While you are looking for a job you need to set up a clear set of expectations. Determine what you expect from a job, which includes the minimum you are willing to accept in terms of responsibilities, salary, and other benefits or perks. The expectations you set should be realistic as well, therefore you do not expect a job to lead to some thing as there are never any guarantees. You may want to take into consideration what a potential employer expects. When an employer employees someone, regardless of the reason, there is an requirement that the new employee takes the positioning and is happy to perform the mandatory tasks. Employers rarely hire someone with the requirement that they’re going to be quickly moved out of that position. While you may expect something more from a new job, if your expectations do not line-up with those of your employer you may find yourself off to a rugged start. This leads to awareness as well. If a new employer feels that you are beginning with an attitude of expecting more, you may be deemed as a threat or worse early on.

Establishing a job Purpose

Whenever you accept a job offer there is only one confidence you can count on and that is a situation has become available for the job tasks listed in a job ad and/or described during the appointment. The employer has matched your background and skills to this position, whether or not they have recognized your current and future potential — or there was a hope you would accept the job because they hold a market advantage. Some employers may view your acceptance of a job as an indicator you need it and have little bargaining power.

Whether the reason you’re offered the job was right or wrong, accepting and starting the job means you are now expected to complete the mandatory tasks. You may never know the actual reason why you’re offered the job and the only way to avoid finding yourself in a situation you do not want to be in is to set up a career purpose and have a well-defined job search plan in place. The follow strategies will help you develop your career purpose and plan.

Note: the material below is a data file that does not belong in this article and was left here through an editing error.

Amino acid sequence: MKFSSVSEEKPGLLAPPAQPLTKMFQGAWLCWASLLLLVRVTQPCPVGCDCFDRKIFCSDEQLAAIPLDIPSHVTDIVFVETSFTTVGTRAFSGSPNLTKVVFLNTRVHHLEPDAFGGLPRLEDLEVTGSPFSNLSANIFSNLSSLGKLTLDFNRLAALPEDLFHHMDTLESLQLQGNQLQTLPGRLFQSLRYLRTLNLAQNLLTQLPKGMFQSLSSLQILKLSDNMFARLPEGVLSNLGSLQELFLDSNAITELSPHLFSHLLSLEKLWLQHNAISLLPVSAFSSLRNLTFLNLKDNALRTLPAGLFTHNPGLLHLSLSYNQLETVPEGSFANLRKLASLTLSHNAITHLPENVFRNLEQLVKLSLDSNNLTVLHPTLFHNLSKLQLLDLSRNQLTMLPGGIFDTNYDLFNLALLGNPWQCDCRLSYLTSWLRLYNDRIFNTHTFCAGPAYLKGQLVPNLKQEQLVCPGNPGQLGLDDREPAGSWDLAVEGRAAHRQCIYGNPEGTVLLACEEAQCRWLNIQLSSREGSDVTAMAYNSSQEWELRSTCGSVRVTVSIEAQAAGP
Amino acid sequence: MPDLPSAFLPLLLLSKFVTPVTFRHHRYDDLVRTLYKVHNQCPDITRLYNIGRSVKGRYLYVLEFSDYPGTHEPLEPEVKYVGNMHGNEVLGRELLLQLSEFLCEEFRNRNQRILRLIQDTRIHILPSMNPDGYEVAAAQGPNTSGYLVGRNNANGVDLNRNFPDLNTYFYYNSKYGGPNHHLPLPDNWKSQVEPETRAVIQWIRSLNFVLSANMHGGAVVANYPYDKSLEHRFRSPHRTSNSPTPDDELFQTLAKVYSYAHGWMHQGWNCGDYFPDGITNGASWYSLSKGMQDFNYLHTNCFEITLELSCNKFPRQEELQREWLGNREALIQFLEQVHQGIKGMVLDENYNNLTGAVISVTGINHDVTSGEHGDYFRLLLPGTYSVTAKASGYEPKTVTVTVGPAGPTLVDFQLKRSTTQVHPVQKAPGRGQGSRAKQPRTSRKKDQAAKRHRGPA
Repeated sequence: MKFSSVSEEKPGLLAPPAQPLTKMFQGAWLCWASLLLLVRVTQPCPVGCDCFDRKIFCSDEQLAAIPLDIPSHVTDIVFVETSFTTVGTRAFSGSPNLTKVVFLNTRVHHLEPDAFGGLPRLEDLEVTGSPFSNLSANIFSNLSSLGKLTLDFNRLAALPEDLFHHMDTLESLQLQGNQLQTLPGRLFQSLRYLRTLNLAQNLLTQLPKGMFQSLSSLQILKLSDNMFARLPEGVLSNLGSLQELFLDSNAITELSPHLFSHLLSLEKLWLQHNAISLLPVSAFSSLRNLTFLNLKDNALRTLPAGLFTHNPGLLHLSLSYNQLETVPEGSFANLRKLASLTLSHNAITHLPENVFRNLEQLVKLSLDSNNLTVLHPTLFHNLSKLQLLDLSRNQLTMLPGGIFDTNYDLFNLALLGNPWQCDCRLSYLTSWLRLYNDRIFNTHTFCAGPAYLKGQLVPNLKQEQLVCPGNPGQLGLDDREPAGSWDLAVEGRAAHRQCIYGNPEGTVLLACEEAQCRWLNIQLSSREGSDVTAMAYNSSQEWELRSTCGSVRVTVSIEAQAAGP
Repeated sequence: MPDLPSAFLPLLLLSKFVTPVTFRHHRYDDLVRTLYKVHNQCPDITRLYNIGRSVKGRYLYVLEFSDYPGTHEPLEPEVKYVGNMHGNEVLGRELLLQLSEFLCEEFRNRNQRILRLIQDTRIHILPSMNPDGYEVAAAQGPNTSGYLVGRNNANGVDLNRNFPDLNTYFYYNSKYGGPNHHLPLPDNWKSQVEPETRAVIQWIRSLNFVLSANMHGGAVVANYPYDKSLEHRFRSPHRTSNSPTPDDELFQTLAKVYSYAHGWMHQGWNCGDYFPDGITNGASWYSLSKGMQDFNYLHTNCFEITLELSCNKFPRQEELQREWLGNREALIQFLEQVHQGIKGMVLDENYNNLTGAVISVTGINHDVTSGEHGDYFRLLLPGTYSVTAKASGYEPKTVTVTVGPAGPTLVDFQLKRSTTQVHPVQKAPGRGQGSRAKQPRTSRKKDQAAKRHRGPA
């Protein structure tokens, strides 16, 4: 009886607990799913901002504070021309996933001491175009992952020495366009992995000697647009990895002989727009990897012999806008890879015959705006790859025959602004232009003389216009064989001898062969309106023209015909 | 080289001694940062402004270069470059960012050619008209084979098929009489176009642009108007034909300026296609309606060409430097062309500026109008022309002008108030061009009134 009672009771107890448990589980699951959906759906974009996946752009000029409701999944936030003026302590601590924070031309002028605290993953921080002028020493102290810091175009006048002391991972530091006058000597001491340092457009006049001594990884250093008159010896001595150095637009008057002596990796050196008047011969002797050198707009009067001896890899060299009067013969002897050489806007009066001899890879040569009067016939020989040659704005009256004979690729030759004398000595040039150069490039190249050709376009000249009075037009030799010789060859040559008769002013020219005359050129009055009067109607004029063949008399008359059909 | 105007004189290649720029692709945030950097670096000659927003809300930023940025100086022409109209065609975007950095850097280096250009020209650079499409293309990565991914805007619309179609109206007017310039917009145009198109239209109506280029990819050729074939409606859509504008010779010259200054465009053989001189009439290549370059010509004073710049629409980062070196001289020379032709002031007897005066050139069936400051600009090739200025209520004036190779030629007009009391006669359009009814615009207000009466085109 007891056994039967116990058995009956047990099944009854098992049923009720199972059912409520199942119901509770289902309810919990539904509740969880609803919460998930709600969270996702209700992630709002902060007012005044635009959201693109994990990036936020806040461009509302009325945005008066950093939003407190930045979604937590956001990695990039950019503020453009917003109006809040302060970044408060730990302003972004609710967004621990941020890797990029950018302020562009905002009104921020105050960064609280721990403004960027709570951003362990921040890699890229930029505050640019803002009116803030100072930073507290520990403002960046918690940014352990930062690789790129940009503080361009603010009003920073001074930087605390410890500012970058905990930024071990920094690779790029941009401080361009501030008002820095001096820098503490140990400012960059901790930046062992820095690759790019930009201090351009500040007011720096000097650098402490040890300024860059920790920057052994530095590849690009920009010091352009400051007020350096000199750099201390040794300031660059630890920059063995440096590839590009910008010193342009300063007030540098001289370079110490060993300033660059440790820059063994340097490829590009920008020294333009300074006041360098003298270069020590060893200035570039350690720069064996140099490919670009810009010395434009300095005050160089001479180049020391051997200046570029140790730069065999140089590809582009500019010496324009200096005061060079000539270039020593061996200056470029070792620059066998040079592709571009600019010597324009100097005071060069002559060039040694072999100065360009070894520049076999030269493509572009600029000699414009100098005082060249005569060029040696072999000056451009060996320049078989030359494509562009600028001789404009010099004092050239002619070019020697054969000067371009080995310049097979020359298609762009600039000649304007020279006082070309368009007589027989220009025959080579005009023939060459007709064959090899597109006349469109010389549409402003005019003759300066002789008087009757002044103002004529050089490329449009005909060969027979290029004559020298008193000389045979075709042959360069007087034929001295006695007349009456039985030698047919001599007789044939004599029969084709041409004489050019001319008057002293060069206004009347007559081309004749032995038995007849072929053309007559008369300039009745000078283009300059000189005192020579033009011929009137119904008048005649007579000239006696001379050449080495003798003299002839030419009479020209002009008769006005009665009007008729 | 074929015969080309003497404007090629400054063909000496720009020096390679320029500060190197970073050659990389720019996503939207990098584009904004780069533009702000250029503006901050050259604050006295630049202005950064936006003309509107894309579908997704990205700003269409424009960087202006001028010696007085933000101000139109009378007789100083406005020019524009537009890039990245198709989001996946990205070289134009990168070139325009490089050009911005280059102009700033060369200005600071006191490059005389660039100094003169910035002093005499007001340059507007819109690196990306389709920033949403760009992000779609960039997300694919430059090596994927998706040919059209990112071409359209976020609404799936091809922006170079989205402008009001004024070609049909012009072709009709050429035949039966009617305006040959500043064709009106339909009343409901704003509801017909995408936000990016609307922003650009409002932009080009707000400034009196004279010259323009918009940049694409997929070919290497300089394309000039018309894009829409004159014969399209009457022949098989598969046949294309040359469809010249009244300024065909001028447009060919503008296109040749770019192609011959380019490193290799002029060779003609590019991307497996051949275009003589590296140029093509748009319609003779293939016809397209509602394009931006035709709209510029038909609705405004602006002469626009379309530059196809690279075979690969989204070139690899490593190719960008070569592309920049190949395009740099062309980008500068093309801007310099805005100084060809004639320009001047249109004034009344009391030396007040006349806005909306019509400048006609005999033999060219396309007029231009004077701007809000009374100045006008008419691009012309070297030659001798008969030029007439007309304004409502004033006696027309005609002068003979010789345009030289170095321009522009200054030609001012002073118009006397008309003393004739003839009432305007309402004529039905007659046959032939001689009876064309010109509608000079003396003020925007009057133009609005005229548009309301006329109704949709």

Establish Career Goals: This is the first step needed for developing control of your career. You can have long-term goals that guide decisions you will need to make about professional development, and it will help you concentrate on what skills you need and the jobs that will help you grow both personally and professionally. Short-term goals can serve as checkpoints along the way to ensure your career is on track. The reason you need goals is to help you set up a specific purpose for the ongoing development of your career. Then as you review job lists you can decide if it aligns with your purpose and will help you meet your goals, whether short-term or long-term.

Establish Your Priorities: You may have more than career goals to consider when you are looking for a job. For example, you may have pressing financial considerations if you have recently lost your job or your job may be coming to a conclusion soon. Or you may have taken a job and a pay cut recently, and now you have to find something else to replace with the lost income. On the other hand, if you do not have a pressing need right now — you should still prioritize your goals by establishing which goal or goals are the most important.